VALE Raymond Grant Godbold

Sadly Ray has passed away.

It is sad for many reasons: sad because he is missed by family and friends, sad because of how he endured his last days, sad because he was unable to leave under his own steam.

Good on you Ray!  Hold that head high, your body may have let you down but not your mind.

You taught us all that the end is not easy, its not black and white.

You taught us dignity and opened our eyes.

VALE Raymond Grant Godbold


Family mourns Ray, father, husband and Dying with Dignity campaigner

The family sat together at the kitchen table in Inverloch, sad but smiling, and ready to speak about Raymond Grant Godbold, who died a week ago.

It was here, after all, that the professional palliative care nurse and amateur gourmand had served them so many meals in his 59 years. He would present his wife, Robyn, and children Tara, Ella and Rory with pappadums and dhal, a delicate Florentine, or some other dish made with his favourite simmering base of oil, garlic and chilli.

Ray, a Dying with Dignity campaigner , was comfortable talking about the end. He did so several times in the pages of The Age, including publicly revealing that he had sourced the illegal and lethal drug Nembutal.

He spoke to anyone who would listen to his plea that our laws around end-of-life choices need to change. Now his family takes up that cause.

The final month had been tough on Ray, they said. Suffering from terminal gastroesophageal cancer, he could barely eat – let alone cook. A chest infection had floored him, leaving him at times delirious and distressed. He would have clarity one moment then be spun into confusion the next.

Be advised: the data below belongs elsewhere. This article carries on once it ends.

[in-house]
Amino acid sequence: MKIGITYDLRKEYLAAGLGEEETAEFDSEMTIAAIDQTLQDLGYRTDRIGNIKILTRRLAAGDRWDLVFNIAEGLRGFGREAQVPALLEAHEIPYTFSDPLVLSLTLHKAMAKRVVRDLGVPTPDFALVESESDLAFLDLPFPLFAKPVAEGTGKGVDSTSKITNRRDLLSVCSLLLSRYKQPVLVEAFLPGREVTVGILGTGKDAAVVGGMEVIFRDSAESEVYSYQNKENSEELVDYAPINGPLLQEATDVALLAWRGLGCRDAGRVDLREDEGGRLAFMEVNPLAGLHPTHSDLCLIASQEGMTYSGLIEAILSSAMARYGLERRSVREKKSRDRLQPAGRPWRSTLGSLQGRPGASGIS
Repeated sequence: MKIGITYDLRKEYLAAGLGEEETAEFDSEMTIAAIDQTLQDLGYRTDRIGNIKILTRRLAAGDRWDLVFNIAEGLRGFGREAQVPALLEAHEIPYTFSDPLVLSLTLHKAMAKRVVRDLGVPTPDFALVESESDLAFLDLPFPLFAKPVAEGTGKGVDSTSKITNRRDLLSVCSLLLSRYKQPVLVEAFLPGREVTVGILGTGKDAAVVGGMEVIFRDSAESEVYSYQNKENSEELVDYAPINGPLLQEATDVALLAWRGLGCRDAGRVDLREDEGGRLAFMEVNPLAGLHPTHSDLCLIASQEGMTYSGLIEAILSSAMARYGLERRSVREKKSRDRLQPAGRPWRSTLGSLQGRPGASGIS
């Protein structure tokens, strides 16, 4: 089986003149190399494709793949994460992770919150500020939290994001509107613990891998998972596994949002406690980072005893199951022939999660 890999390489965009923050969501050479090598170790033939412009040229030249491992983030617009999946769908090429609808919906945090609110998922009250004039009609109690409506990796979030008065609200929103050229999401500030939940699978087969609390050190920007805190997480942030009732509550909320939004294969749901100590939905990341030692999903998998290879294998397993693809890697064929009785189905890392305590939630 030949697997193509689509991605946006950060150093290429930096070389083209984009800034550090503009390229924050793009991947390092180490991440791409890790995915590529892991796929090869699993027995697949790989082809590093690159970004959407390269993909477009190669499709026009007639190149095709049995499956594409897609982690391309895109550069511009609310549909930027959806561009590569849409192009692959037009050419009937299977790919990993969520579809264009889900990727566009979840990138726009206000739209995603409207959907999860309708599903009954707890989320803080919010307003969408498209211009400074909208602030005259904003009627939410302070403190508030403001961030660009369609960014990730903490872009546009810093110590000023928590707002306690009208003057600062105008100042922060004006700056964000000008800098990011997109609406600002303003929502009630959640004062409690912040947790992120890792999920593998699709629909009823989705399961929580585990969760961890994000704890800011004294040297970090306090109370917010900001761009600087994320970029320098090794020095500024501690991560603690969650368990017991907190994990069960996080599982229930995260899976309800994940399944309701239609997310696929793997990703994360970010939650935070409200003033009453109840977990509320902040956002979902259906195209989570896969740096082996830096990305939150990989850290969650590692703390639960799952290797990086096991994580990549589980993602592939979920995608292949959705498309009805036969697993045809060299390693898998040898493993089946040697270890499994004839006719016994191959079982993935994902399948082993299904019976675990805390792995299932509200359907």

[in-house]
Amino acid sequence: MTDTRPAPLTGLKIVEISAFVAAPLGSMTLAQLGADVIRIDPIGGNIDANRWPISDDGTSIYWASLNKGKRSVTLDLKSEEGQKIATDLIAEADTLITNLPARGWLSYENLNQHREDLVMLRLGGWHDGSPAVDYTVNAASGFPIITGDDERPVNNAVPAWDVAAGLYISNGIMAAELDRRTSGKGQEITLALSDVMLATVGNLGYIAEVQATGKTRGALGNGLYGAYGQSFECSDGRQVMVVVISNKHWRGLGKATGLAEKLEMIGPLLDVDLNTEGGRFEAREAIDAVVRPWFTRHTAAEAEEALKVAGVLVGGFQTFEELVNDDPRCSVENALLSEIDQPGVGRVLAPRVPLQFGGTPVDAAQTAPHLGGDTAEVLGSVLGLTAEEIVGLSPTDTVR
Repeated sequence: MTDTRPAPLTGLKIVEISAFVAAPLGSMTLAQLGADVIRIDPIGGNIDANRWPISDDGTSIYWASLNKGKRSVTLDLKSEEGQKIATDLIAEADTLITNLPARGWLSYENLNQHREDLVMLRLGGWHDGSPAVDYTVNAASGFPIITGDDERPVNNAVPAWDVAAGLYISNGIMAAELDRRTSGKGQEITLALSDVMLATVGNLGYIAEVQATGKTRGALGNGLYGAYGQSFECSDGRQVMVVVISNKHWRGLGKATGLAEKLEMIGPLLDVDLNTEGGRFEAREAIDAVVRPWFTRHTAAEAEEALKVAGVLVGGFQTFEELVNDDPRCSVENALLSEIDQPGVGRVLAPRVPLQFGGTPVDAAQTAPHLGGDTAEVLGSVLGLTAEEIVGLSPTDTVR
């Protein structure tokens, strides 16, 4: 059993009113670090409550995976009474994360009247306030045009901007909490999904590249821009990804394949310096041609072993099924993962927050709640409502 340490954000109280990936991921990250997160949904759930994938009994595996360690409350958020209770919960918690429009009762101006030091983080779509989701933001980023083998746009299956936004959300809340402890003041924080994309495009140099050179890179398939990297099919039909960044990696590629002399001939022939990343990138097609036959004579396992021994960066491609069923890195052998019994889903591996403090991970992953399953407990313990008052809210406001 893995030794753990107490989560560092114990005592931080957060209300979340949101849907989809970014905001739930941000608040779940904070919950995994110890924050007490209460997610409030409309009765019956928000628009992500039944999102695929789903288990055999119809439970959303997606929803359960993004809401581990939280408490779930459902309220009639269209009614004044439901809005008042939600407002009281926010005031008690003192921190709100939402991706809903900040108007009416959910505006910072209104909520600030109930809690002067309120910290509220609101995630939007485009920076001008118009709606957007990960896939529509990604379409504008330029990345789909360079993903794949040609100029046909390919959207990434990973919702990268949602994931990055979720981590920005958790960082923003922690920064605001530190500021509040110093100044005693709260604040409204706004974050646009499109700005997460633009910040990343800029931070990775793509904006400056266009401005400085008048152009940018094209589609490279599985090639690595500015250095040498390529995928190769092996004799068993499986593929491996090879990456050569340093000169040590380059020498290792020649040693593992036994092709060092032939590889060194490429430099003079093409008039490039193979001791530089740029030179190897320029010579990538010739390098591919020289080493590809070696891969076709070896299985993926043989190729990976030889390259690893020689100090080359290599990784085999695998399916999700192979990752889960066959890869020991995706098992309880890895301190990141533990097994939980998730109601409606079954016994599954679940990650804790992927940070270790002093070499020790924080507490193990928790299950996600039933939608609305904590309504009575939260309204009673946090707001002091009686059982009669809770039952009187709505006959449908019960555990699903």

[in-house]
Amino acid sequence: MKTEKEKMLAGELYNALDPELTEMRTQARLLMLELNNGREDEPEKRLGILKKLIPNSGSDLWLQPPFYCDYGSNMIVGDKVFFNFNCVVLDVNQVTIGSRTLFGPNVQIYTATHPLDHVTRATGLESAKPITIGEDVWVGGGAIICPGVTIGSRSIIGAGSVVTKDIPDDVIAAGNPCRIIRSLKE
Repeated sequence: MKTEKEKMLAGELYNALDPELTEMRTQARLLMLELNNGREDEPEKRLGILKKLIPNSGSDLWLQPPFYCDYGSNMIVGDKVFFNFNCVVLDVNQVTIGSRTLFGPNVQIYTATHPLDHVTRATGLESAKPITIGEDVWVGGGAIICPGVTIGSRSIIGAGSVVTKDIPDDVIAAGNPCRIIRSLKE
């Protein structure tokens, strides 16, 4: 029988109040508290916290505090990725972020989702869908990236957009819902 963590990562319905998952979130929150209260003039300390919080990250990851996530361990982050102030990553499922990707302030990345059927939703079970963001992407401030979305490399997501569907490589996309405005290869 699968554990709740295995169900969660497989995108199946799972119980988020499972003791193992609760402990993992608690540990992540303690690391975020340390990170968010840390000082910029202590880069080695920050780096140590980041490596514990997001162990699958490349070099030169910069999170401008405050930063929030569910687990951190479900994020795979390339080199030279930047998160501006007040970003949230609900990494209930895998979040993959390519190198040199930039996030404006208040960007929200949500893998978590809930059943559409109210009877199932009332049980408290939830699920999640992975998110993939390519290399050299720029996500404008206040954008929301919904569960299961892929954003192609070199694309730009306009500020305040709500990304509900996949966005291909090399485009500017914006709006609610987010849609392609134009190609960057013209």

In a ‘‘ hidey hole’’ , he had his lifeending medication, procured from controversial urologist Dr Rodney Syme, but while he remained lucid and loved he saw no need to bring out that brown glass bottle.

‘‘ It’s hard,’’ Robyn said. ‘‘ As much as you talk about it and reason out the process intellectually, ending your life – it’s hard.’’

Ultimately, Ray’s final few days provided another example of the flawed system he wished to challenge . On August 12, the day before he slipped away, he decided to end his life. ‘‘ Give it to me,’’ he said. ‘‘ Get it for me. I’m ready.’’

But the medication is bitter, the dose large, and he was already struggling to keep down liquid or food. What he wanted and what he was capable of were incompatible.

‘‘ It was exactly what he feared,’’ Tara said.

What his grieving family want now is to see people in his position have more choice. Could there have been an intravenous solution?

‘‘ We know it’s not a simple thing,’’ said Tara, his eldest. ‘‘ It’s not black and white, and all situations are different. What we want is choice and control. For him. For us. For everyone.’’

Source: Fairfax Media Konrad Marshall | Senior writer

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